Diebold Election Systems
Premier Election Solutions, formerly Diebold Election Systems, Inc. was a subsidiary of Diebold that makes and sells voting machines. In 2009 it was sold to competitor ES&S. Another subsidiary selling electronic voting systems in Brazil is Diebold-Procomp, with minor market share in that nation...

) AccuVote-TSx voting system was studied by a group of Princeton University
Princeton University
Princeton University is a private research university located in Princeton, New Jersey, United States. The school is one of the eight universities of the Ivy League, and is one of the nine Colonial Colleges founded before the American Revolution....

 computer scientists in 2006. Their results showed that the AccuVote-TSx was insecure and could be "installed with vote-stealing software in under a minute." The scientists also said that machines can transmit computer viruses from one to another "during normal pre- and post-election activity."

2000 presidential election in Florida


Punched cards received considerable notoriety in 2000 when their uneven use in Votomatic style systems in Florida
Florida
Florida is a state in the southeastern United States, located on the nation's Atlantic and Gulf coasts. It is bordered to the west by the Gulf of Mexico, to the north by Alabama and Georgia and to the east by the Atlantic Ocean. With a population of 18,801,310 as measured by the 2010 census, it...

 was alleged to have affected the outcome of the U.S. presidential election
United States presidential election, 2000
The United States presidential election of 2000 was a contest between Republican candidate George W. Bush, then-governor of Texas and son of former president George H. W. Bush , and Democratic candidate Al Gore, then-Vice President....

. Invented by Joseph P. Harris, Votomatic was manufactured for a time under license by IBM. William Rouverol, who built the prototype and wrote patents, stated that after the patents expired in 1982, lower quality machines had appeared on the market. The machines used in Florida had five times as many errors as a true Votomatic, he said.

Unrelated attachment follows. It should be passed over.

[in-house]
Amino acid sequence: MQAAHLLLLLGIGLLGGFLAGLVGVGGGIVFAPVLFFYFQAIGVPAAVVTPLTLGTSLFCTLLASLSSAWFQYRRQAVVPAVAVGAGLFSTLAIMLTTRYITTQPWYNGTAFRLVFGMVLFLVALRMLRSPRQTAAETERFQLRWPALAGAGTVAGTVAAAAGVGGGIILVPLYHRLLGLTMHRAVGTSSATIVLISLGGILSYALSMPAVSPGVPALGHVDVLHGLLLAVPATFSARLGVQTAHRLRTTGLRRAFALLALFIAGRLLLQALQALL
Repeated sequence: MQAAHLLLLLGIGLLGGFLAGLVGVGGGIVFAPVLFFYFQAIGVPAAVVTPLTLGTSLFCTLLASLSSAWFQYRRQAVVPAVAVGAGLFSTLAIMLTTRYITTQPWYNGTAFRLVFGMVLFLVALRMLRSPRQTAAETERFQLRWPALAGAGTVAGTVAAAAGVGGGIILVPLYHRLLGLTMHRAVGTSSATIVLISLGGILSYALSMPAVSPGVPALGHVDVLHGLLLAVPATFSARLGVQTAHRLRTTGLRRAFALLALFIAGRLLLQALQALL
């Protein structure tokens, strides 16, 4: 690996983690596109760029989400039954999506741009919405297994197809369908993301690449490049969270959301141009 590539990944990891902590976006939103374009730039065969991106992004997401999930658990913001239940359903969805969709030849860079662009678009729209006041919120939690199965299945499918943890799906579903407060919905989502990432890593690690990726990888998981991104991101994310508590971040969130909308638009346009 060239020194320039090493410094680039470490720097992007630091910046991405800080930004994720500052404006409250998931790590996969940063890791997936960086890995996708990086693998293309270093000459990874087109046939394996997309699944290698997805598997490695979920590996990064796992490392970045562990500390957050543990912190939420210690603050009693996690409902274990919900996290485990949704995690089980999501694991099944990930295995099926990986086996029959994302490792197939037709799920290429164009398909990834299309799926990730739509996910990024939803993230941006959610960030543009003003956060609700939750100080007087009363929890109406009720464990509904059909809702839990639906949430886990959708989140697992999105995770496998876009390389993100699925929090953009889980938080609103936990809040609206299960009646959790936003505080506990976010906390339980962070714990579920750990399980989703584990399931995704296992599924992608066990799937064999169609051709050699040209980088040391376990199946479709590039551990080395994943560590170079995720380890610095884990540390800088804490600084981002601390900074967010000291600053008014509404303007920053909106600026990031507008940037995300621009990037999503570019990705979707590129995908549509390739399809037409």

Punched-card-based voting systems, the Votomatic system in particular, use special cards where each possible hole is pre-scored, allowing perforations to be made by the voter pressing a stylus through a guide in the voting machine
Voting machine
Voting machines are the total combination of mechanical, electromechanical, or electronic equipment , that is used to define ballots; to cast and count votes; to report or display election results; and to maintain and produce any audit trail information...

. A problem with this system is the incomplete punch; this can lead to a smaller hole than expected, or to a mere slit in the card, or to a mere dimple in the card, or to a hanging chad. This technical problem was claimed by the Democratic Party to have influenced the 2000 U.S. presidential election in the state of Florida
Florida
Florida is a state in the southeastern United States, located on the nation's Atlantic and Gulf coasts. It is bordered to the west by the Gulf of Mexico, to the north by Alabama and Georgia and to the east by the Atlantic Ocean. With a population of 18,801,310 as measured by the 2010 census, it...

; critics claimed that punched card voting machines were primarily used in Democratic areas and that hundreds of ballots were not read properly or were disqualified due to incomplete punches, which allegedly tipped the vote in favor of George W. Bush
George W. Bush
George Walker Bush is an American politician who served as the 43rd President of the United States, from 2001 to 2009. Before that, he was the 46th Governor of Texas, having served from 1995 to 2000....

 over Al Gore
Al Gore
Albert Arnold "Al" Gore, Jr. served as the 45th Vice President of the United States , under President Bill Clinton. He was the Democratic Party's nominee for President in the 2000 U.S. presidential election....

.

Other punched card voting systems use a metal hole-punch mechanism that does not suffer nearly as much from this fault, although most states have eliminated punched card voting systems of all types after the 2000 Florida experience. South Korea
South Korea
The Republic of Korea , , is a sovereign state in East Asia, located on the southern portion of the Korean Peninsula. It is neighbored by the People's Republic of China to the west, Japan to the east, North Korea to the north, and the East China Sea and Republic of China to the south...

 still predominantly use punched card ballots.

Recommendations for improvement


In December 2005 the US Election Assistance Commission
Election Assistance Commission
The Election Assistance Commission is an independent agency of the United States government created by the Help America Vote Act of 2002 . The Commission serves as a national clearinghouse and resource of information regarding election administration...

 unanimously adopted the 2005 Voluntary Voting System Guidelines
Voluntary Voting System Guidelines
The Voluntary Voting System Guidelines are guidelines adopted by the United States Election Assistance Commission for the certification of voting systems...